LONDON (Reuters) - The world’s top four audit firms will have to split up and rename themselves under a far-reaching draft European Union law to crack down on conflicts of interest and shortcomings highlighted by the financial crisis.
“Investor confidence in audit has been shaken by the crisis and I believe changes in this sector are necessary,” Internal Market Commissioner Michel Barnier said on Wednesday.
The big auditors said the plans would bump up costs and would not improve audit quality, while smaller rivals accused Barnier of a climbdown.
Policymakers have questioned why auditors gave a clean bill of health to many banks which shortly afterwards needed rescuing by taxpayers as the financial crisis began unfolding.
Barnier said recent apparent audit failures at AngloIrish and Lehman Brothers banks, BAE Systems and Olympus “would strongly suggest that audit is not working as it should.”
More robust supervision is needed and “more diversity in what is an overly concentrated market, especially at the top end,” he said.
Just four audit firms — Ernst & Young, Deloitte, KPMG, and PwC — check the books of 85 percent of blue-chip companies in most EU states, a situation the Commission said was “in essence an oligopoly.”
UK data shows the Big Four profit margins are 50 percent higher than the next four audit firms, the commission said.
Under Barnier’s plan, the four top firms will have to separate EU based audit activities from non-audit activities, such as tax and other advisory services — “to avoid all risks of conflict of interest.”
There would have to be legal separation of audit and non-audit services if over a third of revenues from auditing comes from large listed companies and the network’s total annual audit revenues are more than 1.5 billion euros in the EU.
Claire Bury, one of Barnier’s top officials, said these conditions, if approved by EU states and the European Parliament, would alter all the Big Four’s business models and even one or two of the next tier down in some member states.
“They will have to change names as well. I suppose we will have branding issues at the end of the day,” Bury told a press briefing.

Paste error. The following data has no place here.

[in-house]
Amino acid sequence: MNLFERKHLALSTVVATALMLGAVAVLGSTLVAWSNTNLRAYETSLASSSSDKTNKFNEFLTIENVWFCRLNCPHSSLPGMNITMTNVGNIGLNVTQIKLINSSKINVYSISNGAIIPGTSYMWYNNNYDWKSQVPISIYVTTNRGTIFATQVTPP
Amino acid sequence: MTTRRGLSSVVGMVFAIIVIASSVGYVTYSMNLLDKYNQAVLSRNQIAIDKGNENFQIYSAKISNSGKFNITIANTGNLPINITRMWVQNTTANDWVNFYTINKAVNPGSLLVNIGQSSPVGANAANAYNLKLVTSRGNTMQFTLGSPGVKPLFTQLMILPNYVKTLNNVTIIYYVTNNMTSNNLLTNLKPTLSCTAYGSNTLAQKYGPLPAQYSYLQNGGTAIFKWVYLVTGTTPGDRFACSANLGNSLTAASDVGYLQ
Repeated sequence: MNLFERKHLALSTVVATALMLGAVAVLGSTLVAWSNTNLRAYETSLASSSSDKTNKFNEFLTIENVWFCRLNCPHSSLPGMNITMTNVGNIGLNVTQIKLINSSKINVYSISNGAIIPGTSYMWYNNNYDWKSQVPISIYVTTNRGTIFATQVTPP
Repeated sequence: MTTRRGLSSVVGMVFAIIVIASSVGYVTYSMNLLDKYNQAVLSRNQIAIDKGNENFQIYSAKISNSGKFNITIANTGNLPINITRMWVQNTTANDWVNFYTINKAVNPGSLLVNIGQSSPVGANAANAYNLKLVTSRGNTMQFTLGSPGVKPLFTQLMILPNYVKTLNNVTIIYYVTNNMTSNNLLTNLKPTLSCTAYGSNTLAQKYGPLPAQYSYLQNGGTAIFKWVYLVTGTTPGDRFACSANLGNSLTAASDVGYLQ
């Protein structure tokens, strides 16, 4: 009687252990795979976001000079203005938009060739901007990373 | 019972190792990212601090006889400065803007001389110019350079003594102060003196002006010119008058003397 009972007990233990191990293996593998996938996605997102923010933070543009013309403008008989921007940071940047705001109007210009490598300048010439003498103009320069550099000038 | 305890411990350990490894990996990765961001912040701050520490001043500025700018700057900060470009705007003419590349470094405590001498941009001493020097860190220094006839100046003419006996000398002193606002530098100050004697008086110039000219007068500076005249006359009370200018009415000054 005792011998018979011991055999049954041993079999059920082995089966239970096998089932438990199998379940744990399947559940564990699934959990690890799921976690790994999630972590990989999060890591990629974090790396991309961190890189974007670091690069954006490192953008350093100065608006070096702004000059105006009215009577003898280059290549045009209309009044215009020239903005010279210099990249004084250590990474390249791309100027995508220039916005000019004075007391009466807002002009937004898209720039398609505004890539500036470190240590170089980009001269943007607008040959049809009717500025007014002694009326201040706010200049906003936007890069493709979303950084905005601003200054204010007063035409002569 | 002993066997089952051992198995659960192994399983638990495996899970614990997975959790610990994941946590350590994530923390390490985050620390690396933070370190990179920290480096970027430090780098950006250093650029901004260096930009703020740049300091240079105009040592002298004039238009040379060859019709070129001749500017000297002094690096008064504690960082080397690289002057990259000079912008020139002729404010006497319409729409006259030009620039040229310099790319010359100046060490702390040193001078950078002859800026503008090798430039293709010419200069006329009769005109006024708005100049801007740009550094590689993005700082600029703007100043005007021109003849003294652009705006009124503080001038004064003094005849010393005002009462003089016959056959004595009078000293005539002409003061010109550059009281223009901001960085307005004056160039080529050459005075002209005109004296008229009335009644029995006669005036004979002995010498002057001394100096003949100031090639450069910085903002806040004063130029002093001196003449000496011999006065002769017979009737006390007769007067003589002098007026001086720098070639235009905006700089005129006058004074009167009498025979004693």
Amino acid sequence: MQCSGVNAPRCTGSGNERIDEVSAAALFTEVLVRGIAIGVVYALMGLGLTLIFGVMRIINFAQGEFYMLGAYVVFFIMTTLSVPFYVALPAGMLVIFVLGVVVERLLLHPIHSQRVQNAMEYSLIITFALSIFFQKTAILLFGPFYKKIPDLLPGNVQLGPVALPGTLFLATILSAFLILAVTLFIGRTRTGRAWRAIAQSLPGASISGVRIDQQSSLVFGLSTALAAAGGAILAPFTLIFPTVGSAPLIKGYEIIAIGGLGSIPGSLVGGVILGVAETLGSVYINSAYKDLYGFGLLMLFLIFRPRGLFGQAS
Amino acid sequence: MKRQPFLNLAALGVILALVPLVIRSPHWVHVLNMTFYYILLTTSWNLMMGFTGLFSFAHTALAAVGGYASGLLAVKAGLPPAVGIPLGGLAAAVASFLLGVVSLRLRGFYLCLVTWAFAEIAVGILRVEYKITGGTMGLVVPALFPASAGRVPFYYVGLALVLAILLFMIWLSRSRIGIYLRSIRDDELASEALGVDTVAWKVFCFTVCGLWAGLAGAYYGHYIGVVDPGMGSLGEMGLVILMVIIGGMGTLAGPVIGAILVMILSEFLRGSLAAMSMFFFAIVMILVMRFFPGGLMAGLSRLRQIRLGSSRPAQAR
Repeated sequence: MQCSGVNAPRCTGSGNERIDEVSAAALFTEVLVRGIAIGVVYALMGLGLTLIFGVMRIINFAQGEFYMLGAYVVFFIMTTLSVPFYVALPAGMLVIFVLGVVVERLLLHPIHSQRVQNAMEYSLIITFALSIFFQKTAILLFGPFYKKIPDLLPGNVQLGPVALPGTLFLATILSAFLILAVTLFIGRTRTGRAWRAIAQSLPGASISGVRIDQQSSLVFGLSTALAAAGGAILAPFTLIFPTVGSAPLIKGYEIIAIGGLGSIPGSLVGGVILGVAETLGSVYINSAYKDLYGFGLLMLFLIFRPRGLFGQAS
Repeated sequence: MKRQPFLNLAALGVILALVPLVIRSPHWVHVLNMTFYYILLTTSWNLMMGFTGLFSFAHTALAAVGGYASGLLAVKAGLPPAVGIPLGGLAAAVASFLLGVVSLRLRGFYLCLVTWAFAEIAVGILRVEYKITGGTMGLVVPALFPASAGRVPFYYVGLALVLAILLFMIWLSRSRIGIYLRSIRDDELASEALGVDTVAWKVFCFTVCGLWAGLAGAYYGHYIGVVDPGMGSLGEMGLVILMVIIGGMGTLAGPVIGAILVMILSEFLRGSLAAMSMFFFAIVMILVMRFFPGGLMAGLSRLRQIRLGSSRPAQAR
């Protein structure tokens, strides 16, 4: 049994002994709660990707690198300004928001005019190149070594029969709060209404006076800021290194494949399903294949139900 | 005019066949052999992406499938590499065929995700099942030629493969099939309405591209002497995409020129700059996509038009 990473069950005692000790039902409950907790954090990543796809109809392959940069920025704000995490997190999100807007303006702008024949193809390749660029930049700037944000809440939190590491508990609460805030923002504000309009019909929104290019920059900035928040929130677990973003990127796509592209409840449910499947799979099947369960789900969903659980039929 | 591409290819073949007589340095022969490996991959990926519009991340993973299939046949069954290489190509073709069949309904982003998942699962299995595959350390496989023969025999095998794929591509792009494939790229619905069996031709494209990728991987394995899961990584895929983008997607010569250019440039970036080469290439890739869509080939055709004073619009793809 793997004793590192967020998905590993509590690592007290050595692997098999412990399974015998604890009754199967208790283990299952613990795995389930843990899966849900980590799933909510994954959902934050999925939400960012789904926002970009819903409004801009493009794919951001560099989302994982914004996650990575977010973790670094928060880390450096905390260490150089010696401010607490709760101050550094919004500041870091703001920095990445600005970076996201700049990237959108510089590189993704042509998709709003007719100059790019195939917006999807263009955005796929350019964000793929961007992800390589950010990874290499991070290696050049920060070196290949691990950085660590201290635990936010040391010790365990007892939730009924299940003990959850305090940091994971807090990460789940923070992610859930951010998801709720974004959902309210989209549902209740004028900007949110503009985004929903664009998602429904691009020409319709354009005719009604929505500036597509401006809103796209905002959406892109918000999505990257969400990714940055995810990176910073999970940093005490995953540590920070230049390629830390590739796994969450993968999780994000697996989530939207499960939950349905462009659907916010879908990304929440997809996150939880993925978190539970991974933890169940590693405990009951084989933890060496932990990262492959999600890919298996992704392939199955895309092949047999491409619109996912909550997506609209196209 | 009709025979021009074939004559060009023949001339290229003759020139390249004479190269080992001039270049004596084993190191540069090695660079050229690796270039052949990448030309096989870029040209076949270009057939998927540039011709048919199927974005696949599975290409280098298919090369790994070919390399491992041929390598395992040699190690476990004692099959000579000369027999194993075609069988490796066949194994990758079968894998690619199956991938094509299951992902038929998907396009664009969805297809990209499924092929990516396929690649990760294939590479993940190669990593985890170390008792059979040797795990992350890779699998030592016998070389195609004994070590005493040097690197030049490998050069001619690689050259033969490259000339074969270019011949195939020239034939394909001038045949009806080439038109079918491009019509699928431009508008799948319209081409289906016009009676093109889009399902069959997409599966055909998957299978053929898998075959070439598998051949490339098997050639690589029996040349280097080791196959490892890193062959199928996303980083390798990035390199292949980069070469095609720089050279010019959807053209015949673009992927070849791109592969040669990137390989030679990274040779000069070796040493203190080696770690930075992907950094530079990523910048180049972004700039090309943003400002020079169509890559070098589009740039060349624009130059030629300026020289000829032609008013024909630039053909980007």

KPMG’s European head Rolf Nonnenmacher said: “The capability of firms to provide quality audits will be diminished if auditors are separated from wide-ranging advisory expertise including, crucially, risk management in the financial sector.”
PwC’s UK Chairman Ian Powell said Barnier has not provided “any concrete evidence for any positive impact of these proposals on audit quality or properly assessed the additional cost burdens for business.”
Deloitte said the plans would create an audit regime in Europe inconsistent with those in other markets while Ernst & Young said they would have minimal impact in preventing future financial crises.
The Commission said it was difficult to quantify the costs.
Public tendering of audit work by listed companies would be compulsory and include consideration of second-tier auditors.
Commission officials indicated that as the measure dealt with major structural reform of the market, the industry would need time to adapt but they hoped the new rules would be in place within three to five years.
“It’s not something that can be rushed through,” Barnier’s spokeswoman said.
EU states and the European Parliament will have the final say on Barnier’s draft law, a process that involves haggling and likely changes.
BDO, one of the next tier audit firms, criticized the Commission for ditching mandatory joint audits following “lobbying and extensive influence of the largest firms.”
“The remaining proposals appear to be worse for the market than no proposals at all,” senior BDO audit partner James Roberts said.
Barnier, under pressure from some fellow commissioners, dropped at the last minute a key element of his plans — mandating “joint audits” of listed companies as a way to improve audit quality and help smaller auditors have experience of checking the books of big companies.
Instead, he has tried to introduce incentives to encourage joint audits by finessing another part of the measure — the mandatory switching or rotation of auditors.
A sole auditor would only be allowed to audit the same firm for up to eight years but, if a joint audit was being done, this mandate could be extended up to 12 years.
An audit firm would not be allowed to offer non-auditing services, such as tax and other consultancy services, to a company it is auditing.
UK accounting body ACCA said both elements will be hard to implement and could prove counter-productive.
The EU plan also bans so-called loan covenants whereby banks lend money to companies on condition they are audited by one of the Big Four.
The UK Competition Commission is already probing the sector and regulators in the United States are looking at audit firm rotation as well.
Reporting by Huw Jones; Editing by Helen Massy-Beresford and Erica Billingham